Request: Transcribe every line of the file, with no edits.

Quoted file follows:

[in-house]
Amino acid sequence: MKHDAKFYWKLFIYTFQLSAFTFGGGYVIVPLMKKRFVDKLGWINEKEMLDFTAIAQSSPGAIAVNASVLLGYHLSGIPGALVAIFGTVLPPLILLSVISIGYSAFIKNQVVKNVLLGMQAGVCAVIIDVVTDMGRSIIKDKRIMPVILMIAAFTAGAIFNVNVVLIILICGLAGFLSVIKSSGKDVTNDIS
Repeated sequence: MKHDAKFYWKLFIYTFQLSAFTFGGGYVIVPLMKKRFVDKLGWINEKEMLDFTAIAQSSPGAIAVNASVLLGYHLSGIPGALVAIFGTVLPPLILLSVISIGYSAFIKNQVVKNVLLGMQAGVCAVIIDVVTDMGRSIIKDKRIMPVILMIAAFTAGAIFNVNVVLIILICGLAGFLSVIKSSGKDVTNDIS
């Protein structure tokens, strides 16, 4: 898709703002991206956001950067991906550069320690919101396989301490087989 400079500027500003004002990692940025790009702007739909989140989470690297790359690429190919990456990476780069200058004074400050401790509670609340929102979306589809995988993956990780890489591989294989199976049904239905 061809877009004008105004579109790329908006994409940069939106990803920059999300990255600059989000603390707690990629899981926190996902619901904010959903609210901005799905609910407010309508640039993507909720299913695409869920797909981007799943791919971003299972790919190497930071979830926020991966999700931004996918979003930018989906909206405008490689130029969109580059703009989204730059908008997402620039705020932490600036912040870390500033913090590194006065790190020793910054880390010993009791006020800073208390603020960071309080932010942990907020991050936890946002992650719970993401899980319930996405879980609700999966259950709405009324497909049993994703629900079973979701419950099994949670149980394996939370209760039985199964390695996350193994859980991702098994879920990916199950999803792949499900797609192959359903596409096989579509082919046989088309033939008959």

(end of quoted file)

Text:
[in-house]
Amino acid sequence: MKHDAKFYWKLFIYTFQLSAFTFGGGYVIVPLMKKRFVDKLGWINEKEMLDFTAIAQSSPGAIAVNASVLLGYHLSGIPGALVAIFGTVLPPLILLSVISIGYSAFIKNQVVKNVLLGMQAGVCAVIIDVVTDMGRSIIKDKRIMPVILMIAAFTAGAIFNVNVVLIILICGLAGFLSVIKSSGKDVTNDIS
Repeated sequence: MKHDAKFYWKLFIYTFQLSAFTFGGGYVIVPLMKKRFVDKLGWINEKEMLDFTAIAQSSPGAIAVNASVLLGYHLSGIPGALVAIFGTVLPPLILLSVISIGYSAFIKNQVVKNVLLGMQAGVCAVIIDVVTDMGRSIIKDKRIMPVILMIAAFTAGAIFNVNVVLIILICGLAGFLSVIKSSGKDVTNDIS
């Protein structure tokens, strides 16, 4: 898709703002991206956001950067991906550069320690919101396989301490087989 400079500027500003004002990692940025790009702007739909989140989470690297790359690429190919990456990476780069200058004074400050401790509670609340929102979306589809995988993956990780890489591989294989199976049904239905 061809877009004008105004579109790329908006994409940069939106990803920059999300990255600059989000603390707690990629899981926190996902619901904010959903609210901005799905609910407010309508640039993507909720299913695409869920797909981007799943791919971003299972790919190497930071979830926020991966999700931004996918979003930018989906909206405008490689130029969109580059703009989204730059908008997402620039705020932490600036912040870390500033913090590194006065790190020793910054880390010993009791006020800073208390603020960071309080932010942990907020991050936890946002992650719970993401899980319930996405879980609700999966259950709405009324497909049993994703629900079973979701419950099994949670149980394996939370209760039985199964390695996350193994859980991702098994879920990916199950999803792949499900797609192959359903596409096989579509082919046989088309033939008959």